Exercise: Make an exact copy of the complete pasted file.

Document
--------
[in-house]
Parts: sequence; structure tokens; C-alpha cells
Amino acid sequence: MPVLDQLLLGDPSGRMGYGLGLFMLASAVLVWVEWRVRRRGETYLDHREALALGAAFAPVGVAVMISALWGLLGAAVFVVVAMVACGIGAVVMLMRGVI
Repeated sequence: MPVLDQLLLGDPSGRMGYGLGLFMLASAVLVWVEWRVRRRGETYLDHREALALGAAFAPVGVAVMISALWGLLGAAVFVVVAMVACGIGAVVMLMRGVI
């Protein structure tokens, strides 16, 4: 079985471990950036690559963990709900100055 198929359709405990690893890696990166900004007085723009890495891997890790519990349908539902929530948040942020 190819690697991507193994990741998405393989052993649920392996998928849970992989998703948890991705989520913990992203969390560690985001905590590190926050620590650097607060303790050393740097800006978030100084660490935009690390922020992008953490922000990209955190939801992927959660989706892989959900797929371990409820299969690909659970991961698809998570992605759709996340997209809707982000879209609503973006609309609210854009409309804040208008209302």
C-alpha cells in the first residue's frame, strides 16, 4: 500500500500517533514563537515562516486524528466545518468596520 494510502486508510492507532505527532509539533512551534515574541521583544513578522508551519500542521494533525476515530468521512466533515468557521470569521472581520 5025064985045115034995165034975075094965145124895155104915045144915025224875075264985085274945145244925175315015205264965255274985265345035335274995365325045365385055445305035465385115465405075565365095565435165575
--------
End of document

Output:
[in-house]
Parts: sequence; structure tokens; C-alpha cells
Amino acid sequence: MPVLDQLLLGDPSGRMGYGLGLFMLASAVLVWVEWRVRRRGETYLDHREALALGAAFAPVGVAVMISALWGLLGAAVFVVVAMVACGIGAVVMLMRGVI
Repeated sequence: MPVLDQLLLGDPSGRMGYGLGLFMLASAVLVWVEWRVRRRGETYLDHREALALGAAFAPVGVAVMISALWGLLGAAVFVVVAMVACGIGAVVMLMRGVI
């Protein structure tokens, strides 16, 4: 079985471990950036690559963990709900100055 198929359709405990690893890696990166900004007085723009890495891997890790519990349908539902929530948040942020 190819690697991507193994990741998405393989052993649920392996998928849970992989998703948890991705989520913990992203969390560690985001905590590190926050620590650097607060303790050393740097800006978030100084660490935009690390922020992008953490922000990209955190939801992927959660989706892989959900797929371990409820299969690909659970991961698809998570992605759709996340997209809707982000879209609503973006609309609210854009409309804040208008209302």
C-alpha cells in the first residue's frame, strides 16, 4: 500500500500517533514563537515562516486524528466545518468596520 494510502486508510492507532505527532509539533512551534515574541521583544513578522508551519500542521494533525476515530468521512466533515468557521470569521472581520 5025064985045115034995165034975075094965145124895155104915045144915025224875075264985085274945145244925175315015205264965255274985265345035335274995365325045365385055445305035465385115465405075565365095565435165575